San Francisco: Hello, Paul, and thanks for chatting today. Mitch McConnell seems to be going out of his way to make poor Harry Reid's life very difficult, first on the PAA and now on the stimulus bill adjustments, then probably later on the PAA. Has comity in the Upper House completely broken down? Is there no more Senate collegiality?

Paul Kane: That's a great question, whether collegiality has completely broken down -- or whether it ever really existed as good as they say it did back in the "old days." I think the place is working, to a large degree, the way the founders intended it -- giving serious privileges to entrenched minorities. I know that the right and the left hate to hear that, but liberals have to take a real deep breath these days, look at the statements they've made the past year ... and then go back and reread some of the comments conservatives made about the Senate three years ago. Do it, and you'll understand how frustrating the place is.

In the spring of 2005, Senate Republicans came thisclose to ending filibusters on judicial nominations. Harry Reid, in May 2005 during that fight, said that it would take a "miracle" for Democrats to be in the majority after the 2006 elections, but that someday they eventually would be back in charge and that Republicans would want to filibuster some Democratic president's judges. Well, "miracles" do happen, I guess, and to be sure, a President Clinton or President Obama no doubt will have some of their judicial nominations met with a GOP Senate filibuster. And liberals will have to take a deep breath when that happens and say, "well, this is what we wanted to happen in '05."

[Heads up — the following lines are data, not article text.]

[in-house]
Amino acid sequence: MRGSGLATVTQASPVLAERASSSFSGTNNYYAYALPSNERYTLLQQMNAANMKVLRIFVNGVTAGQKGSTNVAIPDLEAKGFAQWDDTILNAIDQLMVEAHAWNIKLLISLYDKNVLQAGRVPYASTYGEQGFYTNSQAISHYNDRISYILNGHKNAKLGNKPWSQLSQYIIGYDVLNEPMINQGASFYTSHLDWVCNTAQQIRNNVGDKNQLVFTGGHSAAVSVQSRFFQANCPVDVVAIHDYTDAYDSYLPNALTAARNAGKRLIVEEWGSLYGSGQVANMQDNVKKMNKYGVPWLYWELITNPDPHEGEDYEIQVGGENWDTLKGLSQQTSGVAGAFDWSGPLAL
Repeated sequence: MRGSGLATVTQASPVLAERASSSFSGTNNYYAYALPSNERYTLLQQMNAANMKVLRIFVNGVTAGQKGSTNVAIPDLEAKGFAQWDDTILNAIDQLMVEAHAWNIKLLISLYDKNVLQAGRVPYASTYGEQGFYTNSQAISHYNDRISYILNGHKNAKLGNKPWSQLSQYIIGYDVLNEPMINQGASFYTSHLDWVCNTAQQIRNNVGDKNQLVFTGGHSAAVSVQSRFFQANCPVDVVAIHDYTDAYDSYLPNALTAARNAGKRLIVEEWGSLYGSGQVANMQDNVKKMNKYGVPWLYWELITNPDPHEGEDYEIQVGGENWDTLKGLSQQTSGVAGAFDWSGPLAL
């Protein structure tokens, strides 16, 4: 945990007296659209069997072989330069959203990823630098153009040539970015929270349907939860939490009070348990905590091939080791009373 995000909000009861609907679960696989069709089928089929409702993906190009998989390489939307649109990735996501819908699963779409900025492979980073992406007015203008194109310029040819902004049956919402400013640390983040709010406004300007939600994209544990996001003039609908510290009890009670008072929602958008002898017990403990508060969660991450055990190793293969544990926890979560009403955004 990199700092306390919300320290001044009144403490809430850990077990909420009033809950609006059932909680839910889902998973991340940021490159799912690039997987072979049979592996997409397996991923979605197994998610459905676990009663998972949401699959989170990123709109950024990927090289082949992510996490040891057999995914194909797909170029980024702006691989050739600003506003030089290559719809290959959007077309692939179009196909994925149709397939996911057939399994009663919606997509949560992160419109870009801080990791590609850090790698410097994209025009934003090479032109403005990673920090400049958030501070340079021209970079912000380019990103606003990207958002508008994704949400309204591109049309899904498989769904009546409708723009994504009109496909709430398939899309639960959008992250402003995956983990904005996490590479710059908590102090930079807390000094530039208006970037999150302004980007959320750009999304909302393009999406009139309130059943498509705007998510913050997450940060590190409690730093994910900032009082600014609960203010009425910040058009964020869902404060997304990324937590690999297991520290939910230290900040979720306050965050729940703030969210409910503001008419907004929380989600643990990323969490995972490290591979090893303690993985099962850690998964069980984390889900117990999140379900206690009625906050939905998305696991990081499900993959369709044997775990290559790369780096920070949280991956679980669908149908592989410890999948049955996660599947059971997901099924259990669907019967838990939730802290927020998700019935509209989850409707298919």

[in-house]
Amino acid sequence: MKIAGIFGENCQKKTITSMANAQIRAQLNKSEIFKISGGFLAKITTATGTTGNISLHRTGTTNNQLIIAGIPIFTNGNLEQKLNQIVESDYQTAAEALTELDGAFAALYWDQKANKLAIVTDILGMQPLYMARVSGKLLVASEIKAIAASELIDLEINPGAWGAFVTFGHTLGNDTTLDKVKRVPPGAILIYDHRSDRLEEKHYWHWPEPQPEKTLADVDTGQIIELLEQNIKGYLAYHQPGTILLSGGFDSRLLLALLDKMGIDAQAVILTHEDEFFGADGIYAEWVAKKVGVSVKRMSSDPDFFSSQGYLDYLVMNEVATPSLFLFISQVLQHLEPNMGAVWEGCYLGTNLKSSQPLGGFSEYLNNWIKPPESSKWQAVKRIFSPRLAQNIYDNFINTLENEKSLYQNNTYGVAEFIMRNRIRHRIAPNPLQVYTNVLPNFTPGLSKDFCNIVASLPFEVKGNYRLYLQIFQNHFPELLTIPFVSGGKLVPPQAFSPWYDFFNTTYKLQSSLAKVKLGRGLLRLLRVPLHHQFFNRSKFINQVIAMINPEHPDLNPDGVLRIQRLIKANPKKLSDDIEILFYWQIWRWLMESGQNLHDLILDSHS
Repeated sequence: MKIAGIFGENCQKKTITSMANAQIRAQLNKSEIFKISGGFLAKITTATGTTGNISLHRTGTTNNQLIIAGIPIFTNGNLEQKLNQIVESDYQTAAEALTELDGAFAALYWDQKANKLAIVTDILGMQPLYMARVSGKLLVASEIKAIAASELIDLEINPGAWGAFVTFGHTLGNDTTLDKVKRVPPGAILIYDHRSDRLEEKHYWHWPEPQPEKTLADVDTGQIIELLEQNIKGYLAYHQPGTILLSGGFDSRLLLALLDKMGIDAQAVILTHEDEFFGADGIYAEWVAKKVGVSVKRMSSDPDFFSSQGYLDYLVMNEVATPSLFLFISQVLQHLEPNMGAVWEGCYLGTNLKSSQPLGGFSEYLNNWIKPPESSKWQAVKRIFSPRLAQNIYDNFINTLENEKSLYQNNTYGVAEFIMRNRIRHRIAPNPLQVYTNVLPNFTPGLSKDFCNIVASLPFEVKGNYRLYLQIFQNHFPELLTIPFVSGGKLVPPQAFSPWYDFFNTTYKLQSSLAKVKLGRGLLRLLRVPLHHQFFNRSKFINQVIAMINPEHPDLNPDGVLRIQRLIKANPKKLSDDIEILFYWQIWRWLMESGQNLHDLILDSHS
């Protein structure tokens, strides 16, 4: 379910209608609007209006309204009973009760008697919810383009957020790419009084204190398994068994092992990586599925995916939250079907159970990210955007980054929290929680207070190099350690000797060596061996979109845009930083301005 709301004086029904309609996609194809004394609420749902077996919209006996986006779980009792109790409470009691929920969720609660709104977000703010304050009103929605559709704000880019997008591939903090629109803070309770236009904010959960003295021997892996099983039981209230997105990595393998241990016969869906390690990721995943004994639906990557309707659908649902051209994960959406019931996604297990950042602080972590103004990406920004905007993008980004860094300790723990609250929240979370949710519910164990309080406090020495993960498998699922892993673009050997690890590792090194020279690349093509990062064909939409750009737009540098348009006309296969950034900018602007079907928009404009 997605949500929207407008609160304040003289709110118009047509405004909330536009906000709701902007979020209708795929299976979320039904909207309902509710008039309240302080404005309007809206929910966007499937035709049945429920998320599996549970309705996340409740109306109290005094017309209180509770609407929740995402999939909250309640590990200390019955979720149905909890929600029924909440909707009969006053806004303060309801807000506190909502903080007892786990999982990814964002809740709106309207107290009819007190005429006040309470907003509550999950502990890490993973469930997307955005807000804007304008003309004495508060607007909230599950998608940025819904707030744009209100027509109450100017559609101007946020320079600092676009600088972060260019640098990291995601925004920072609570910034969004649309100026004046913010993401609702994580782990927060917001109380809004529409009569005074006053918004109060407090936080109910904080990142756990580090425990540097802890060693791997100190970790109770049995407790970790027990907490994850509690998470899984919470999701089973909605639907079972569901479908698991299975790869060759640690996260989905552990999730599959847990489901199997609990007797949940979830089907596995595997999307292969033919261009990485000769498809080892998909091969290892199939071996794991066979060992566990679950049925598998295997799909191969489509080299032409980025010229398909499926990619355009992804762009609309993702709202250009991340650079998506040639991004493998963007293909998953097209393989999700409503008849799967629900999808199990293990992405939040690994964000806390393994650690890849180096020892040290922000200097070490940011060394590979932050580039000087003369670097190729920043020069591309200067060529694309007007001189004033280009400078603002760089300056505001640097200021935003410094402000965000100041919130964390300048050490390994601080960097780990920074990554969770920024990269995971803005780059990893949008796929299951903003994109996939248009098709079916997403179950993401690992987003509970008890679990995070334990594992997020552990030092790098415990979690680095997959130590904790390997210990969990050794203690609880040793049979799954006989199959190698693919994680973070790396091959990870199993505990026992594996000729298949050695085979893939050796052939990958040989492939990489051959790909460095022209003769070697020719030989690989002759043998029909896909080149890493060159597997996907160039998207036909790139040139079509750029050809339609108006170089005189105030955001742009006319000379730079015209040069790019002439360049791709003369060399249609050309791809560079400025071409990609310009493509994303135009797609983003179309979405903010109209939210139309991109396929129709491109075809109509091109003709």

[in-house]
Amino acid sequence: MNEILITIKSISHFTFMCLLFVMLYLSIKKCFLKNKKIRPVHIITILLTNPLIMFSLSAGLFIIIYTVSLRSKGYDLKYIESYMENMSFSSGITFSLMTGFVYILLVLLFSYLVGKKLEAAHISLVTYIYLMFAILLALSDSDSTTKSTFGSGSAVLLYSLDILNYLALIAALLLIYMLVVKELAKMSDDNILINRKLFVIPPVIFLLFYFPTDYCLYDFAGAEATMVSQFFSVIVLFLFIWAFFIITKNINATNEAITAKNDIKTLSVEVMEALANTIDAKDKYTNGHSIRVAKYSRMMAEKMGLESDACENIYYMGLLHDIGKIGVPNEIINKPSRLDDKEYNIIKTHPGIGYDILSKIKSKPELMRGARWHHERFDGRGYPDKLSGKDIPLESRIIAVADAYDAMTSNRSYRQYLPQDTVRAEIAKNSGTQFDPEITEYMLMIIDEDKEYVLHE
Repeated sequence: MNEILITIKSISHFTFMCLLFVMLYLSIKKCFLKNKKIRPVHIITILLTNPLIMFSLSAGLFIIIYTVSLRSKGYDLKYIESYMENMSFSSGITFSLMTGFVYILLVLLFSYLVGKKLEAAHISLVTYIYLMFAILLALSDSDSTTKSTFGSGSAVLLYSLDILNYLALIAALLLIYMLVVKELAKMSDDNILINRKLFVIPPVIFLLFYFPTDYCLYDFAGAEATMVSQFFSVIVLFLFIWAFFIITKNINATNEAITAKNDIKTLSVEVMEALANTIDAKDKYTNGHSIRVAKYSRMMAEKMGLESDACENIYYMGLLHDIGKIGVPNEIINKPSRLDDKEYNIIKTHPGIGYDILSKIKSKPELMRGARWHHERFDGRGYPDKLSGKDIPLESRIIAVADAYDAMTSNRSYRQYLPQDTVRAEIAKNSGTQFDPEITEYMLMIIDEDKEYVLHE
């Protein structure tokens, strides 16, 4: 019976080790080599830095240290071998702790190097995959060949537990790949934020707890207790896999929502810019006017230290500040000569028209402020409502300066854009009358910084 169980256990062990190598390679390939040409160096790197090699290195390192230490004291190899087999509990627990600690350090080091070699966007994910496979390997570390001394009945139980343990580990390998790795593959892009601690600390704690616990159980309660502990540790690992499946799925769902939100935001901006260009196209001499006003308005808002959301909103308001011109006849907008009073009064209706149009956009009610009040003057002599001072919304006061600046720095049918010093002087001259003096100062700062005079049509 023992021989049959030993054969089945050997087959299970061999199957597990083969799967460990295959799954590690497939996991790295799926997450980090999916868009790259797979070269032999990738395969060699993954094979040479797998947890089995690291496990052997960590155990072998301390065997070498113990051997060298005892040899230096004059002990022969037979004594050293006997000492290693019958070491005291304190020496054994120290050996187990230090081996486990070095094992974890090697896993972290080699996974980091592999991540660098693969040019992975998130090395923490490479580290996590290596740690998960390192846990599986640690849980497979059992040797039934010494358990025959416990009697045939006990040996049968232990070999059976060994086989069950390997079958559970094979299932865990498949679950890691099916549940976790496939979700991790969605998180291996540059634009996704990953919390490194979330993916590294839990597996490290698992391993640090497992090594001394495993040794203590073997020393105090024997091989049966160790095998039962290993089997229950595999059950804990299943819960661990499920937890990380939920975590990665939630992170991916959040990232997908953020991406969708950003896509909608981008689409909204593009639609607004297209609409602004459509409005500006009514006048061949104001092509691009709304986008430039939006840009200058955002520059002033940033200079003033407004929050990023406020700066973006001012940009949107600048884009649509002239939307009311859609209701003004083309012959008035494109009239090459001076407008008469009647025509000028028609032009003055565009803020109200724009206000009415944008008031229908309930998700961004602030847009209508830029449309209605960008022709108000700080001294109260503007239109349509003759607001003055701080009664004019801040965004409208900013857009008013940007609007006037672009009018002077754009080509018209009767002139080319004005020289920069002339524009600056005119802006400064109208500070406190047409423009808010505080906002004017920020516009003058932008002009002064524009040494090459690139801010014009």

San Francisco: Thanks for joining us to chat today, Paul. Can you tell us anything more about this juicy NRCC scandal that's all hush-hush on Capitol Hill? Seems like some GOP members who've been secretly briefed on the fraudulent audit are talking about it. Why would they do that? House GOP Group May Be Fraud Victim (AP, Feb. 1)

Paul Kane: Yeah, this is really bad news for House Republicans. They've kept a really tight lid on what exactly happened here, both for political and legal reasons -- they don't want to say or do anything to ruin the criminal investigation -- but wow, it has been a really bad year from a political infrastructure standpoint for House Republicans. They've lost 28 people who announced they're either not running for re-election in November, are running for another office or just plain quit mid-term. And the Democrats are killing them in fundraising. So, they're trying to keep the full extent of this fraud from going public, for the moment. I'll be looking into this more in the days ahead, hopefully I'll have some answers soon.